• ''So I took this commitment, which was a statement with 100 stipulations, to the city,'' Trump said. One of those conditions was that the financing be predicated on obtaining a tax abatement. ''I said, 'I will build you this incredible, gorgeous, gleaming hotel. I will put people to work in the construction trades and save hotel jobs and the Grand Central area will come around.' So the city made the deal.’’
  • Trump obtained a tax abatement worth $160 million over 42 years (the abatement is still in effect in 2017).
  • Besides the tax abatement, Stanley Friedman arranged for a special permit to allow Trump to build the hotel's restaurant. Friedman then left his government post to join the law firm of the Roy Cohn, of which Trump was a major client.  
  • The 42-year tax abatement from the city was the first ever granted to a commercial property. The city had no legal authority to grant it, so the Urban Development Corporation was enlisted to take title for $1 and lease the hotel property back to Trump for 99 years for an annual "rental" of $200,000 a year, which was called a PILOT, a payment in lieu of taxes. If the PILOT was a rental, then the property was totally exempt from property taxes. A sweet deal, either way. Meanwhile, Trump had at his disposal the agency's powers of condemnation to rid himself of undesirable retail tenants. 
  • Rival hotel operator Robert Tisch objected to the abatement on the grounds of unfair advantage. Tisch said the $200,000-a-year PILOT from the Grand Hyatt was the equivalent of the tax bill for a motel on Eighth Avenue. 
After construction was underway, in 1979, New York City's economy picked up. Hotel rates doubled and Trump changed his plans from a modest $38 a night to a luxury $90+ a night. Donald Trump said:
The whole economics of the deal changed. It was timing. In another year, I wouldn't have gotten the abatement and no one ever will again. 

Roy Cohn
Fred Trump was closely involved with the Brooklyn Democratic organization that produced Mayor Abraham D. Beame and a New York State Governor Hugh L. Carey. They were in power when Donald Trump decided to enter the Manhattan real estate scene in 1974 and 1975.

The Trump Organization hired lawyers with political access – Roy Cohn of Saxe, Bacon, Bolan & Manley, and the firm of Shea & Gould. 

Donald Trump supported Ronald Reagan in 1980 and was invited to the White House several times.

Although Donald Trump grew up in Queens and learned about real estate in Brooklyn, and cut his teeth on 42nd Street in Manhattan, his political power base was in the Bronx. Corrupt Bronx politicians helped Trump. The only photograph of Donald Trump in the book by Jack Newfield and Wayne Barrett  shows Trump scowling as Bronx native Roy Cohn wags his finger at him. Cohn served as Senator Joseph McCarthy’s chief counsel on the House Un-American Activities Committee. He became Trump's mentor.

Cohn’s law partner was Stanley Friedman, boss of the Bronx Democratic Partyunder Beame and Koch, and a deputy mayor under Beame. In 1977, Friedman was the engineer of the tax abatement for the Commodore Hotel for Donald Trump. Cohn made Friedman a partner based on the Trump deal.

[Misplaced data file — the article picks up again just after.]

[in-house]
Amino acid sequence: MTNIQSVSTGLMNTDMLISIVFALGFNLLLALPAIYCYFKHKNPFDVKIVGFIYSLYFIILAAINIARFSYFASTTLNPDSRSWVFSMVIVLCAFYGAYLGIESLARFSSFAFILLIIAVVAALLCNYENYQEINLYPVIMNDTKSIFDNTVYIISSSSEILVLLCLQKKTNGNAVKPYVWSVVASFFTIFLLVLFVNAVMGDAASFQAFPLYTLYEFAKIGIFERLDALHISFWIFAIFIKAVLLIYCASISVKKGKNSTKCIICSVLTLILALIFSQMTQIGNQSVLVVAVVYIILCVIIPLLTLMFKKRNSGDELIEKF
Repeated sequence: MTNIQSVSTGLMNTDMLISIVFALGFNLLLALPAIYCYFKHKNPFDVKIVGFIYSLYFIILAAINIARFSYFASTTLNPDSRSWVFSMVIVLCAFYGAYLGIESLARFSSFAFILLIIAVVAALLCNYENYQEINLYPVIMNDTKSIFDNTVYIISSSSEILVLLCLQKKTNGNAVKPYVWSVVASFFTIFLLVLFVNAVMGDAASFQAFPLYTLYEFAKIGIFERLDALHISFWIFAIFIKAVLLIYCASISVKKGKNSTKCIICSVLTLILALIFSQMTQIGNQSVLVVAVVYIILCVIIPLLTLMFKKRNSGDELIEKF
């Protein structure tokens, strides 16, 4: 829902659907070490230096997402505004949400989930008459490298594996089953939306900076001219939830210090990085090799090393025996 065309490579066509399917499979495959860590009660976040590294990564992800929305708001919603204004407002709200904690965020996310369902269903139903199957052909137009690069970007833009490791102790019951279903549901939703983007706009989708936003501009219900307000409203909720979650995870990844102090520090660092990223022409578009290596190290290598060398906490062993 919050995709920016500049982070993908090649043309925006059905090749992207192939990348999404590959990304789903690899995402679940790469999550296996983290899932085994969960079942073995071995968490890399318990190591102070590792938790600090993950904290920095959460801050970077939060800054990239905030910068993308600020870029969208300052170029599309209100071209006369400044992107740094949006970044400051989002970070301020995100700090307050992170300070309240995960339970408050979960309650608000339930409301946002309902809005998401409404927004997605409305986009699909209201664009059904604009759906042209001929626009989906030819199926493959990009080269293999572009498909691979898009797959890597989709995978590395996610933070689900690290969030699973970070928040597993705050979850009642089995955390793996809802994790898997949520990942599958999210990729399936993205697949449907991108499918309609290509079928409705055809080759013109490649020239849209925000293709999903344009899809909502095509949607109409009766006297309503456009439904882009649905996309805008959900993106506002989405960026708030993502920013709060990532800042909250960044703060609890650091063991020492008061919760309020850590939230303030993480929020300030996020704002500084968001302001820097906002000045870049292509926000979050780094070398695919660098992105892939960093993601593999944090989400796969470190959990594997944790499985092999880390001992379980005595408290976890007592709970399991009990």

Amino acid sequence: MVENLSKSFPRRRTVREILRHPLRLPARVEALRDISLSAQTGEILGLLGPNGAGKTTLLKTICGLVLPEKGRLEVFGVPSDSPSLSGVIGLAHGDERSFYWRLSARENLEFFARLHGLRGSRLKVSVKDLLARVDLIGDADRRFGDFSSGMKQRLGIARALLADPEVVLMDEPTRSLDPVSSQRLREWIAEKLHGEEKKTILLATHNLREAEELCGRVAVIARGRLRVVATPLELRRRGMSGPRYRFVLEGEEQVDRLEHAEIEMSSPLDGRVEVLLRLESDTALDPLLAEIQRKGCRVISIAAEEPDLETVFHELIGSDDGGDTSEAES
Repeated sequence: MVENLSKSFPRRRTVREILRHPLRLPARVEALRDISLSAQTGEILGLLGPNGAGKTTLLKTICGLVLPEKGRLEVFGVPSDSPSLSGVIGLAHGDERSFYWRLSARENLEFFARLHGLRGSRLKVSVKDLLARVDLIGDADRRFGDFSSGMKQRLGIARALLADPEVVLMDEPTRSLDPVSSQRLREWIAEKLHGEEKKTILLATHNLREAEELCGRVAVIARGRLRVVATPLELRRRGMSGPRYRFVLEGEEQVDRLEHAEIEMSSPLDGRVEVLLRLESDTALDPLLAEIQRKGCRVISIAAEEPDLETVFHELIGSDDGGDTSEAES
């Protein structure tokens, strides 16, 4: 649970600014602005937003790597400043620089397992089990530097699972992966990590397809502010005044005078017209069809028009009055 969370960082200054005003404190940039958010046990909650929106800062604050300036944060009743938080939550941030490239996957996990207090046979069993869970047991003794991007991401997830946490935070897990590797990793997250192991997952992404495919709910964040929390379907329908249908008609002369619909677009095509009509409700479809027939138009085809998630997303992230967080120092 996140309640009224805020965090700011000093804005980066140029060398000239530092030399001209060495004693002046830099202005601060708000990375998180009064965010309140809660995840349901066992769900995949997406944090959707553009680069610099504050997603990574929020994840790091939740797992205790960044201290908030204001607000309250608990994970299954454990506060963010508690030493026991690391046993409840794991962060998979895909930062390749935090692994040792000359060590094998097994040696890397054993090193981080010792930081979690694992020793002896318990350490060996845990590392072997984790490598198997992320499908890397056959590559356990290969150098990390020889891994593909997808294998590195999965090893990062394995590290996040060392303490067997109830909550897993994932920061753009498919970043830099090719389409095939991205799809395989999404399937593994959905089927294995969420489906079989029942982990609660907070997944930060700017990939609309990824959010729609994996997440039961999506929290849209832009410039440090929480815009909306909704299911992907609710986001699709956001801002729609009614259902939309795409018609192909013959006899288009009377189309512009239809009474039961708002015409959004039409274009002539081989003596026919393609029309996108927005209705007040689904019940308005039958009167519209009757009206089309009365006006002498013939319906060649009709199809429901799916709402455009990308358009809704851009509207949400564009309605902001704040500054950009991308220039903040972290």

After that deal, Friedman and Cohn went into decline. Cohn died of AIDS in 1986. A year later, Friedman was sentenced to 12 years in prison on federal charges. He was convicted of promising kickbacks in connection with obtaining contracts from the New York City Parking Violations Bureau for a company that wanted to manufacture hand-held computers. He served four of the twelve years. The scandal, exposed during a City Club of New York luncheon that I attended, cost Koch his hope of winning a fourth term.

Trump’s legacy in the Bronx was a golf course named after him. The city built the course and let Trump operate it. Revenue was down in 1983, the course lacked a permanent clubhouse and residents complained that they couldn't afford the fees.

Media Relations

Wayne Barrett wrote a long article on the genesis of the Hyatt Hotel. When Trump announced his candidacy for the presidency, he said: “After four or five years in Brooklyn, I ventured into Manhattan and did a lot of great deals [starting with] the Grand Hyatt Hotel.” 

Over the course of Barrett’s reporting, Trump both threatened to sue Barrett and tried to bribe him.  Trump hinted he could get Barrett a nice apartment in midtown. Barrett said:
[My wife and I lived in] the poorest neighborhood in the city. But both of us were young radicals. We were doing all kinds of organizing there. We published a paper called The People’s Voice. We were doing it as a political thing. … He had checked this out. I certainly hadn’t said anything. And he says to me, in the interview, "You know, Wayne, you don’t have to live in Brownsville. I can get you an apartment."

Barkan, Ross, "How a Young Donald Trump Forced His Way from Avenue Z to Manhattan," Village Voice, July 20, 2015. 

Bender, Marylin, "The Empire and Ego of Donald Trump, New York Times,  August 7, 1983

Fabricant, Neil, "Politics and Real Estate," Bloomberg Watch
Lachman, Seymour P. and Robert Polner, The Man Who Saved New York: 
Hugh Carey and the Great Fiscal Crisis of 1975 (Albany: State University of New York Press, 2010).

Newfield, Jack and Wayne Barrett, City for Sale: Ed Koch and the Betrayal of New York (New York: Harper & Row, 1989).